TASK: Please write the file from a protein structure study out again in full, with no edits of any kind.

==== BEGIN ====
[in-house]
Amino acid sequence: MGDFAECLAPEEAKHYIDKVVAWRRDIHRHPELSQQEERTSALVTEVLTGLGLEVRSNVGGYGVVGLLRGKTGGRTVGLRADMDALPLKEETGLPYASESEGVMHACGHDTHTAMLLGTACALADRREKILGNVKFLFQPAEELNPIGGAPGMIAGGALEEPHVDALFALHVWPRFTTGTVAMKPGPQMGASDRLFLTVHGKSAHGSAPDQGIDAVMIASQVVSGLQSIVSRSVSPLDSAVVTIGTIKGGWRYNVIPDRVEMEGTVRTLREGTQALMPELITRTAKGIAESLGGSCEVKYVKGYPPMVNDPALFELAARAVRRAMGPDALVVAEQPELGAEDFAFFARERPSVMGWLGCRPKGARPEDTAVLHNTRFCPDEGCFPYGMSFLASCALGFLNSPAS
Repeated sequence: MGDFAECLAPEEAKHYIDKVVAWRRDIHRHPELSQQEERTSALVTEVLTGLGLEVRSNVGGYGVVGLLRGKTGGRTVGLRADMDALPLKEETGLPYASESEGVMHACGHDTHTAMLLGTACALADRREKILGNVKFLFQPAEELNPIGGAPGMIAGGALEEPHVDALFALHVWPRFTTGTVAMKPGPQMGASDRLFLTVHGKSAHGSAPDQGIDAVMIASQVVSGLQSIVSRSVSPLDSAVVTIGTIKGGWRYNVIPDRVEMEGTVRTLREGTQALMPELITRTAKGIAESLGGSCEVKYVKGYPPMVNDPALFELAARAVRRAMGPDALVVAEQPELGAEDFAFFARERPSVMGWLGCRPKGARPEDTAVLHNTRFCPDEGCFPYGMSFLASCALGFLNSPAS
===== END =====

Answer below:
[in-house]
Amino acid sequence: MGDFAECLAPEEAKHYIDKVVAWRRDIHRHPELSQQEERTSALVTEVLTGLGLEVRSNVGGYGVVGLLRGKTGGRTVGLRADMDALPLKEETGLPYASESEGVMHACGHDTHTAMLLGTACALADRREKILGNVKFLFQPAEELNPIGGAPGMIAGGALEEPHVDALFALHVWPRFTTGTVAMKPGPQMGASDRLFLTVHGKSAHGSAPDQGIDAVMIASQVVSGLQSIVSRSVSPLDSAVVTIGTIKGGWRYNVIPDRVEMEGTVRTLREGTQALMPELITRTAKGIAESLGGSCEVKYVKGYPPMVNDPALFELAARAVRRAMGPDALVVAEQPELGAEDFAFFARERPSVMGWLGCRPKGARPEDTAVLHNTRFCPDEGCFPYGMSFLASCALGFLNSPAS
Repeated sequence: MGDFAECLAPEEAKHYIDKVVAWRRDIHRHPELSQQEERTSALVTEVLTGLGLEVRSNVGGYGVVGLLRGKTGGRTVGLRADMDALPLKEETGLPYASESEGVMHACGHDTHTAMLLGTACALADRREKILGNVKFLFQPAEELNPIGGAPGMIAGGALEEPHVDALFALHVWPRFTTGTVAMKPGPQMGASDRLFLTVHGKSAHGSAPDQGIDAVMIASQVVSGLQSIVSRSVSPLDSAVVTIGTIKGGWRYNVIPDRVEMEGTVRTLREGTQALMPELITRTAKGIAESLGGSCEVKYVKGYPPMVNDPALFELAARAVRRAMGPDALVVAEQPELGAEDFAFFARERPSVMGWLGCRPKGARPEDTAVLHNTRFCPDEGCFPYGMSFLASCALGFLNSPAS